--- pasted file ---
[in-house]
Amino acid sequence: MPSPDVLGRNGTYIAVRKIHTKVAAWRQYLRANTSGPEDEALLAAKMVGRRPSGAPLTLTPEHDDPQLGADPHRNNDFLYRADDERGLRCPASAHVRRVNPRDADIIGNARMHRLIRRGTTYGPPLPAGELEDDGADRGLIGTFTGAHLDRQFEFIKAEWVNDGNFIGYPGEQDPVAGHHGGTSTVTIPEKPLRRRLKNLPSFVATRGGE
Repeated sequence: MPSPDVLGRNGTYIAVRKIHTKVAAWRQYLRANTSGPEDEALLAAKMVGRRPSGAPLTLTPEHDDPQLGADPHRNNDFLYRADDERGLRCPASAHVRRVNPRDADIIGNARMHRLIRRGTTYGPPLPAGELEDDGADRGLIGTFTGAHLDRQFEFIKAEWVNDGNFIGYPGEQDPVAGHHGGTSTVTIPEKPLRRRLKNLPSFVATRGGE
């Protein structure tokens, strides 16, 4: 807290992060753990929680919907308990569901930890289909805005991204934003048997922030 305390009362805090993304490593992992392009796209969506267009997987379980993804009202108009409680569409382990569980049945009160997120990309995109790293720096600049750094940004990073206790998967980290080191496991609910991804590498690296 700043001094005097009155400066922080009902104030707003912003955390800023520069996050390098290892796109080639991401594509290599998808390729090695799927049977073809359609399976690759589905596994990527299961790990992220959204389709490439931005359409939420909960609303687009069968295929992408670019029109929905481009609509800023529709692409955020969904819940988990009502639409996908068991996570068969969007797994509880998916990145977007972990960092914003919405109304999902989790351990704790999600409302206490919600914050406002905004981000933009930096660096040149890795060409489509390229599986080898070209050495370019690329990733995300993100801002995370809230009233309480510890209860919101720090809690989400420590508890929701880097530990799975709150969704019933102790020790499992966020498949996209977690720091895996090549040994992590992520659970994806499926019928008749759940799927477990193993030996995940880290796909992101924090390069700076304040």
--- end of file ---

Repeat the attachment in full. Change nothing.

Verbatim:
[in-house]
Amino acid sequence: MPSPDVLGRNGTYIAVRKIHTKVAAWRQYLRANTSGPEDEALLAAKMVGRRPSGAPLTLTPEHDDPQLGADPHRNNDFLYRADDERGLRCPASAHVRRVNPRDADIIGNARMHRLIRRGTTYGPPLPAGELEDDGADRGLIGTFTGAHLDRQFEFIKAEWVNDGNFIGYPGEQDPVAGHHGGTSTVTIPEKPLRRRLKNLPSFVATRGGE
Repeated sequence: MPSPDVLGRNGTYIAVRKIHTKVAAWRQYLRANTSGPEDEALLAAKMVGRRPSGAPLTLTPEHDDPQLGADPHRNNDFLYRADDERGLRCPASAHVRRVNPRDADIIGNARMHRLIRRGTTYGPPLPAGELEDDGADRGLIGTFTGAHLDRQFEFIKAEWVNDGNFIGYPGEQDPVAGHHGGTSTVTIPEKPLRRRLKNLPSFVATRGGE
């Protein structure tokens, strides 16, 4: 807290992060753990929680919907308990569901930890289909805005991204934003048997922030 305390009362805090993304490593992992392009796209969506267009997987379980993804009202108009409680569409382990569980049945009160997120990309995109790293720096600049750094940004990073206790998967980290080191496991609910991804590498690296 700043001094005097009155400066922080009902104030707003912003955390800023520069996050390098290892796109080639991401594509290599998808390729090695799927049977073809359609399976690759589905596994990527299961790990992220959204389709490439931005359409939420909960609303687009069968295929992408670019029109929905481009609509800023529709692409955020969904819940988990009502639409996908068991996570068969969007797994509880998916990145977007972990960092914003919405109304999902989790351990704790999600409302206490919600914050406002905004981000933009930096660096040149890795060409489509390229599986080898070209050495370019690329990733995300993100801002995370809230009233309480510890209860919101720090809690989400420590508890929701880097530990799975709150969704019933102790020790499992966020498949996209977690720091895996090549040994992590992520659970994806499926019928008749759940799927477990193993030996995940880290796909992101924090390069700076304040």